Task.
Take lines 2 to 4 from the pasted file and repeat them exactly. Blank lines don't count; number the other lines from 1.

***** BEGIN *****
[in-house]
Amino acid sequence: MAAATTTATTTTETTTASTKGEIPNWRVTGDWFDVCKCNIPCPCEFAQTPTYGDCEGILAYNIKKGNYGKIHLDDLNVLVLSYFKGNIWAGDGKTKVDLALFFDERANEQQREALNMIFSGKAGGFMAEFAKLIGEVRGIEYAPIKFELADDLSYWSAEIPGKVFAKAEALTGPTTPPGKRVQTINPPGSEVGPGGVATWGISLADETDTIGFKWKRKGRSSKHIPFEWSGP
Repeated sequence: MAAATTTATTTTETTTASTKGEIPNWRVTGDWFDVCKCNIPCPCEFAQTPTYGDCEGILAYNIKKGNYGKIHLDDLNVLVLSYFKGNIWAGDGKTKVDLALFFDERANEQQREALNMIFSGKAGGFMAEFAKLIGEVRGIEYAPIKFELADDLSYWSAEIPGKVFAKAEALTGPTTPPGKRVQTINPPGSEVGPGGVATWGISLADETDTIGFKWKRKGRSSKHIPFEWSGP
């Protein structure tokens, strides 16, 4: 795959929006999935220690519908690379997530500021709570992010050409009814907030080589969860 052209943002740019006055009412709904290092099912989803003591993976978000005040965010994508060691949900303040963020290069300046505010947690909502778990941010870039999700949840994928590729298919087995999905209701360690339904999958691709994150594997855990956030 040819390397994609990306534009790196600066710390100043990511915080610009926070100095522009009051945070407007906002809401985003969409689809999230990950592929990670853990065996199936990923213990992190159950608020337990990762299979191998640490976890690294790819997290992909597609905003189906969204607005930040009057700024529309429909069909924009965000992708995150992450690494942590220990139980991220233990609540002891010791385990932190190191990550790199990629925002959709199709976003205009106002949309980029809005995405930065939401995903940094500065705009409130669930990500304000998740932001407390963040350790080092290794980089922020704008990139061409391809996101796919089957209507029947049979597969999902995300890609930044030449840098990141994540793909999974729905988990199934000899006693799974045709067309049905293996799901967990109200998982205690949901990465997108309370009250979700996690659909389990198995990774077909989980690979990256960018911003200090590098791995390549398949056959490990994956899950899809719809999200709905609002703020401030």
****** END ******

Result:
Amino acid sequence: MAAATTTATTTTETTTASTKGEIPNWRVTGDWFDVCKCNIPCPCEFAQTPTYGDCEGILAYNIKKGNYGKIHLDDLNVLVLSYFKGNIWAGDGKTKVDLALFFDERANEQQREALNMIFSGKAGGFMAEFAKLIGEVRGIEYAPIKFELADDLSYWSAEIPGKVFAKAEALTGPTTPPGKRVQTINPPGSEVGPGGVATWGISLADETDTIGFKWKRKGRSSKHIPFEWSGP
Repeated sequence: MAAATTTATTTTETTTASTKGEIPNWRVTGDWFDVCKCNIPCPCEFAQTPTYGDCEGILAYNIKKGNYGKIHLDDLNVLVLSYFKGNIWAGDGKTKVDLALFFDERANEQQREALNMIFSGKAGGFMAEFAKLIGEVRGIEYAPIKFELADDLSYWSAEIPGKVFAKAEALTGPTTPPGKRVQTINPPGSEVGPGGVATWGISLADETDTIGFKWKRKGRSSKHIPFEWSGP
């Protein structure tokens, strides 16, 4: 795959929006999935220690519908690379997530500021709570992010050409009814907030080589969860 052209943002740019006055009412709904290092099912989803003591993976978000005040965010994508060691949900303040963020290069300046505010947690909502778990941010870039999700949840994928590729298919087995999905209701360690339904999958691709994150594997855990956030 040819390397994609990306534009790196600066710390100043990511915080610009926070100095522009009051945070407007906002809401985003969409689809999230990950592929990670853990065996199936990923213990992190159950608020337990990762299979191998640490976890690294790819997290992909597609905003189906969204607005930040009057700024529309429909069909924009965000992708995150992450690494942590220990139980991220233990609540002891010791385990932190190191990550790199990629925002959709199709976003205009106002949309980029809005995405930065939401995903940094500065705009409130669930990500304000998740932001407390963040350790080092290794980089922020704008990139061409391809996101796919089957209507029947049979597969999902995300890609930044030449840098990141994540793909999974729905988990199934000899006693799974045709067309049905293996799901967990109200998982205690949901990465997108309370009250979700996690659909389990198995990774077909989980690979990256960018911003200090590098791995390549398949056959490990994956899950899809719809999200709905609002703020401030």